Is the label "Textiles" disrespectful?
In my first article, I used the term “Textiles” to describe non-naturist folk and it prompted one reader to comment that they found the term divisive and that they disliked its use. Interestingly, they had no objection to the term naturist and acknowledged the contradiction.
Coincidentally, just after posting that article, I watched a VIMEO interview with Simon and Helen Berriman, by John Coleman from Apocatastasis in which Simon commented on the use of labels. Although labels are convenient, those shortcuts pigeonhole people into boxes that have social perceptions attached to the labels that may not be accurate.
Ending words with suffixes such as “ist” and “ism” often attach rigid preconceptions to the meaning. Racist, sexist and ageism are just some examples. While it is true that there are some positive examples such as environmentalism and finalist, the overwhelming tendency is for people to ascribe a preconceived set of assumptions to the label.
Ask the average person in the street to describe what they understand by the term nudist, and you may hear a raft of ideas that are based on assumptions rather than facts. Many of these ideas may have some accurate concept of naturism but some may have no bearing on the philosophy at all.
Just as there are many ideas of what naturism is, there are many types of naturists. While most will follow a similar philosophy, there are different ideas amongst naturists about what constitutes naturism. So not only does the label try to define a group, but it also can’t define the group.
Some people will wear a label with pride, and yet that same label will carry baggage for others. A feminist or a socialist or a capitalist are all used to describe certain philosophies, and we all might agree with aspects of each, but may not wish to be labelled as such.
If we don’t use labels to describe ourselves and give a sense of belonging, then how do we identify?
To quote Brené Brown, an American research professor, known for her research on shame, vulnerability, and leadership.
“If we have a friend, or small group of friends, or family who embraces our imperfections, vulnerabilities, and power, and fills us with a sense of belonging, we are incredibly lucky”.
As human beings, we are hard-wired to belong and to seek out connections with others who share a similar outlook on life. Using labels to describe ourselves assists us to make these connections and fosters a sense of belonging within us.
Labels are attributed to places as well as people. Nudist clubs, naturist beaches, and sun clubs, all have preconceived ideas about them, which may or may not be accurate. But what is an acceptable alternative?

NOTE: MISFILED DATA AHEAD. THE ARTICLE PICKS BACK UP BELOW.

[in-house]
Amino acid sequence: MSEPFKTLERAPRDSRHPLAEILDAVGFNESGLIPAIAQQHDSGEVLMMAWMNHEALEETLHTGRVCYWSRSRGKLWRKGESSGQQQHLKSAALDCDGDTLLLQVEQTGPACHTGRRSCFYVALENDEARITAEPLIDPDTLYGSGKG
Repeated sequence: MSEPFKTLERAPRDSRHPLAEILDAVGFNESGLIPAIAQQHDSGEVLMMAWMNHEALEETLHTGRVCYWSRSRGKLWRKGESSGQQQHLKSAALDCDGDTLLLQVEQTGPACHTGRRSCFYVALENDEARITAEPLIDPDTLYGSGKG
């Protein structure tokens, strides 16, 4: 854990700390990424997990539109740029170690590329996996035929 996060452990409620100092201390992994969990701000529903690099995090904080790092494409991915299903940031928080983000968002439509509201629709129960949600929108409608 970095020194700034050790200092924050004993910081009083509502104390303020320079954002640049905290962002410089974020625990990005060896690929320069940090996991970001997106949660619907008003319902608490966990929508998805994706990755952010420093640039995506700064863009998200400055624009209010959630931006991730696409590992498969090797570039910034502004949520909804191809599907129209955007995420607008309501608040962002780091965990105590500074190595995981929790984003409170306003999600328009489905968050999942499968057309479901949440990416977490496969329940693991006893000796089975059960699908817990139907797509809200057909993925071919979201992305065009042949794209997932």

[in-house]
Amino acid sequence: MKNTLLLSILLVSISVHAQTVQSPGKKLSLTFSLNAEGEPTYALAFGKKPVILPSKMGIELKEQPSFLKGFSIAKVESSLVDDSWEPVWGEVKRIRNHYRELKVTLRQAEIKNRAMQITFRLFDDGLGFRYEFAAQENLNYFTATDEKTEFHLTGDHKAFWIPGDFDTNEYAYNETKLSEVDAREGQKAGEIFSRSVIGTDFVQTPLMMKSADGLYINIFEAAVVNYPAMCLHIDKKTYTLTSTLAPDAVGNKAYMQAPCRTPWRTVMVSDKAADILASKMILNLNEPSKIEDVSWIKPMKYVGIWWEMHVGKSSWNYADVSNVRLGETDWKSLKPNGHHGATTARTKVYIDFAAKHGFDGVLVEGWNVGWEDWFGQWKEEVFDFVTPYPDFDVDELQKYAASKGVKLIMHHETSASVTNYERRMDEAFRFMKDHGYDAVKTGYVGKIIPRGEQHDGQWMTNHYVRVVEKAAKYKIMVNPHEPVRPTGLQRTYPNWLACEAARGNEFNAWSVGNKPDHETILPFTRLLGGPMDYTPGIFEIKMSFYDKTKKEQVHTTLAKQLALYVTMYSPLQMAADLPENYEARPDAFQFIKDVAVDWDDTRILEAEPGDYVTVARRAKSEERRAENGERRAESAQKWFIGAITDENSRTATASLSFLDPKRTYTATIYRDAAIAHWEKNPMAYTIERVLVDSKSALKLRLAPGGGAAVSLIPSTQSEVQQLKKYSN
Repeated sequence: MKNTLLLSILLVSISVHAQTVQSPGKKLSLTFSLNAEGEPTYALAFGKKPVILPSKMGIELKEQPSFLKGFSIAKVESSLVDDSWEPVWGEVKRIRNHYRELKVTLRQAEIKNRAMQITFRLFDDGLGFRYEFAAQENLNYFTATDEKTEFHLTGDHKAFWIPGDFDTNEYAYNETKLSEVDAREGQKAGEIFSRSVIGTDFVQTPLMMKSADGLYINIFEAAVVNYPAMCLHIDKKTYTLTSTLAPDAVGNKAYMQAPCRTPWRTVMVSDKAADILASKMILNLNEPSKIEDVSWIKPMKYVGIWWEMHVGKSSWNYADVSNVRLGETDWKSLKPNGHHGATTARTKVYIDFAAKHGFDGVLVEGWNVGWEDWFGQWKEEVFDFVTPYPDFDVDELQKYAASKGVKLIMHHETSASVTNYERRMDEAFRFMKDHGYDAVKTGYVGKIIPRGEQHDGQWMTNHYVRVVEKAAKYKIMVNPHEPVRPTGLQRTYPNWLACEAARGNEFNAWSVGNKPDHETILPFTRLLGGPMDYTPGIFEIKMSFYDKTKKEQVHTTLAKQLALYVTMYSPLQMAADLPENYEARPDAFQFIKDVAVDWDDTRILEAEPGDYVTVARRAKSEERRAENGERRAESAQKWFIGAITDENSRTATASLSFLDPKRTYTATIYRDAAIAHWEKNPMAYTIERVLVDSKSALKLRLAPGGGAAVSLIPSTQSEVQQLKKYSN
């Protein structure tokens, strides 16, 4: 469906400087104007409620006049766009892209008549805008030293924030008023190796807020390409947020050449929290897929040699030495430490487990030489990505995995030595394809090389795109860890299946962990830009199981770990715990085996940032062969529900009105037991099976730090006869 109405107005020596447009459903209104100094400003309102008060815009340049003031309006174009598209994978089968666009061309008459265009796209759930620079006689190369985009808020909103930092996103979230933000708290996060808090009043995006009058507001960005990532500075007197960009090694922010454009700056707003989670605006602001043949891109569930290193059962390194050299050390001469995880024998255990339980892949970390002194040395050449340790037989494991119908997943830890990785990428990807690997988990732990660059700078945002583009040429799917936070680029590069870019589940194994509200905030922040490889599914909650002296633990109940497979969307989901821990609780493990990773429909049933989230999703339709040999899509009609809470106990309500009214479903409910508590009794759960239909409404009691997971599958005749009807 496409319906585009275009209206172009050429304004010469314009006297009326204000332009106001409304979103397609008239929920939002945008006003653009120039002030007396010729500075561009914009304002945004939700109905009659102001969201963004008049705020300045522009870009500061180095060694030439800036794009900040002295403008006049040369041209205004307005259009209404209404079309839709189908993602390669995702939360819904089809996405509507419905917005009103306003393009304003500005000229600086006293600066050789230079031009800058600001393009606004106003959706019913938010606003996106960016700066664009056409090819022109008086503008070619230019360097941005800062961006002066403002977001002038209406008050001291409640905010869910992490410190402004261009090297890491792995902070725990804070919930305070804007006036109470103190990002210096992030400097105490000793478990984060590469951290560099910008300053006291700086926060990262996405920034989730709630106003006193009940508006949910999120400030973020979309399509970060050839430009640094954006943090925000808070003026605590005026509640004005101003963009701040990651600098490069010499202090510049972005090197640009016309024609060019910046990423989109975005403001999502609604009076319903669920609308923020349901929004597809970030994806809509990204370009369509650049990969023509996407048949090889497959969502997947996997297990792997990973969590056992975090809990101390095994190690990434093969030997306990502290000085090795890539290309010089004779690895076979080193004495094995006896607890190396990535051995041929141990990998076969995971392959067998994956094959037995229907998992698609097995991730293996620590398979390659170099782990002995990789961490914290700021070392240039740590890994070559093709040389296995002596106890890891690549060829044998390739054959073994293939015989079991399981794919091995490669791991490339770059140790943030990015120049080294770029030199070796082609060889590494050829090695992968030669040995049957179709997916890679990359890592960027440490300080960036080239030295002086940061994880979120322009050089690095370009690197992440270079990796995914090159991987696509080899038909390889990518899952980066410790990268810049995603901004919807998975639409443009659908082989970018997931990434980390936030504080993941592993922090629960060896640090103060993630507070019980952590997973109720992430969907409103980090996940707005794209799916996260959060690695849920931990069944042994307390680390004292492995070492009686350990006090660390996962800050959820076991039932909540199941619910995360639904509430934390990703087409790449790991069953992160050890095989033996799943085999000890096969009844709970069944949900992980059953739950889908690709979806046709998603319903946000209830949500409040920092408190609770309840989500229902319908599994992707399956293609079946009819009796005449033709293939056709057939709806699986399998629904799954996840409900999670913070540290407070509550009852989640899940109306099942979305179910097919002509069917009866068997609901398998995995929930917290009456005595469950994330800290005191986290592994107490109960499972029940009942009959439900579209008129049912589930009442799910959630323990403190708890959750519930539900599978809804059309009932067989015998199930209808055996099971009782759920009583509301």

In the aforementioned interview, Helen suggested “Clothing-optional” as a descriptor for places like this, recognising it as a more inclusive approach. Clothing-optional is less absolute, but even this term raises the ire of some. There are nudist venues that insist “clothing-optional” weakens the brand. They believe that nudity is a requirement in a nudist setting. This approach often frightens people new to naturism and makes them less likely to explore the philosophy.
But if labels cause division, then how do those of us who like to be naked describe ourselves? When I first embraced not wearing clothes as a choice, I called myself a nudist. After some time, I considered the term too blunt and preferred the term naturist, which I felt was more fitting. After recent discussions and consideration, I now am shying away from identifying as a naturist, and rather as someone who subscribes to a naturist philosophy, which seems to incorporate a more holistic approach to life, that includes nudity as a part of it rather than the whole defining characteristic.
As a group that prides itself on being inclusive, using the term Textiles might not be derogatory, but could well be regarded as dismissive. There will always be a tendency to use labels to identify different groups, but perhaps we should be more aware of the perceptions attached to those labels before we embrace them. Not everyone likes being labelled.
The word textile may well be disrespectful and divisive, and I will make every effort to avoid using it in the future, preferring the term non-naturist.
One label down, many more to go.
Thank you for reading, have a comfortable day.
Simon Berriman on Twitter.
Helen Berriman on Twitter.
Helen’s Women in Naturism page on British Naturism.